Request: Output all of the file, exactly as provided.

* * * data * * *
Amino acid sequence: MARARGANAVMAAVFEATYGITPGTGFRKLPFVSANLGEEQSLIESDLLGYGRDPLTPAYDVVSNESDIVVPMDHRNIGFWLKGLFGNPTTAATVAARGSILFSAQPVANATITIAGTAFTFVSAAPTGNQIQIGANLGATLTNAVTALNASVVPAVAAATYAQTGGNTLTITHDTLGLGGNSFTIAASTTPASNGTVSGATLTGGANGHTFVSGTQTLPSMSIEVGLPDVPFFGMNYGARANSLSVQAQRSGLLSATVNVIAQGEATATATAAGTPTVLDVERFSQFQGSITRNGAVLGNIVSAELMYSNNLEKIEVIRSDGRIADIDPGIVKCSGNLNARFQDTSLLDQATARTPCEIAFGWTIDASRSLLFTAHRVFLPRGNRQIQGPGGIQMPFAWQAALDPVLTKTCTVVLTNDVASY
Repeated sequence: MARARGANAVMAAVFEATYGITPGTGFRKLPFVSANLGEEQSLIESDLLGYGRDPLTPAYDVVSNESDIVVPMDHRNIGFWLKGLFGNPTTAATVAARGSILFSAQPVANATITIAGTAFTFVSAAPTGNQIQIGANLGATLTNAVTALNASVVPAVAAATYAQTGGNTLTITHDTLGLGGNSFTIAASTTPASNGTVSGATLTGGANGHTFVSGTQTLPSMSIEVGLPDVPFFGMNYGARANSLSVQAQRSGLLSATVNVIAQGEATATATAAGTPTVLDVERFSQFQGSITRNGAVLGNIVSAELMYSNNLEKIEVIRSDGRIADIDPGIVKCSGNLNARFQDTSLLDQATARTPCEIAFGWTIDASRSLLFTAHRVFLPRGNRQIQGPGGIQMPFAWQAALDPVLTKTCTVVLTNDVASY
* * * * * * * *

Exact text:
Amino acid sequence: MARARGANAVMAAVFEATYGITPGTGFRKLPFVSANLGEEQSLIESDLLGYGRDPLTPAYDVVSNESDIVVPMDHRNIGFWLKGLFGNPTTAATVAARGSILFSAQPVANATITIAGTAFTFVSAAPTGNQIQIGANLGATLTNAVTALNASVVPAVAAATYAQTGGNTLTITHDTLGLGGNSFTIAASTTPASNGTVSGATLTGGANGHTFVSGTQTLPSMSIEVGLPDVPFFGMNYGARANSLSVQAQRSGLLSATVNVIAQGEATATATAAGTPTVLDVERFSQFQGSITRNGAVLGNIVSAELMYSNNLEKIEVIRSDGRIADIDPGIVKCSGNLNARFQDTSLLDQATARTPCEIAFGWTIDASRSLLFTAHRVFLPRGNRQIQGPGGIQMPFAWQAALDPVLTKTCTVVLTNDVASY
Repeated sequence: MARARGANAVMAAVFEATYGITPGTGFRKLPFVSANLGEEQSLIESDLLGYGRDPLTPAYDVVSNESDIVVPMDHRNIGFWLKGLFGNPTTAATVAARGSILFSAQPVANATITIAGTAFTFVSAAPTGNQIQIGANLGATLTNAVTALNASVVPAVAAATYAQTGGNTLTITHDTLGLGGNSFTIAASTTPASNGTVSGATLTGGANGHTFVSGTQTLPSMSIEVGLPDVPFFGMNYGARANSLSVQAQRSGLLSATVNVIAQGEATATATAAGTPTVLDVERFSQFQGSITRNGAVLGNIVSAELMYSNNLEKIEVIRSDGRIADIDPGIVKCSGNLNARFQDTSLLDQATARTPCEIAFGWTIDASRSLLFTAHRVFLPRGNRQIQGPGGIQMPFAWQAALDPVLTKTCTVVLTNDVASY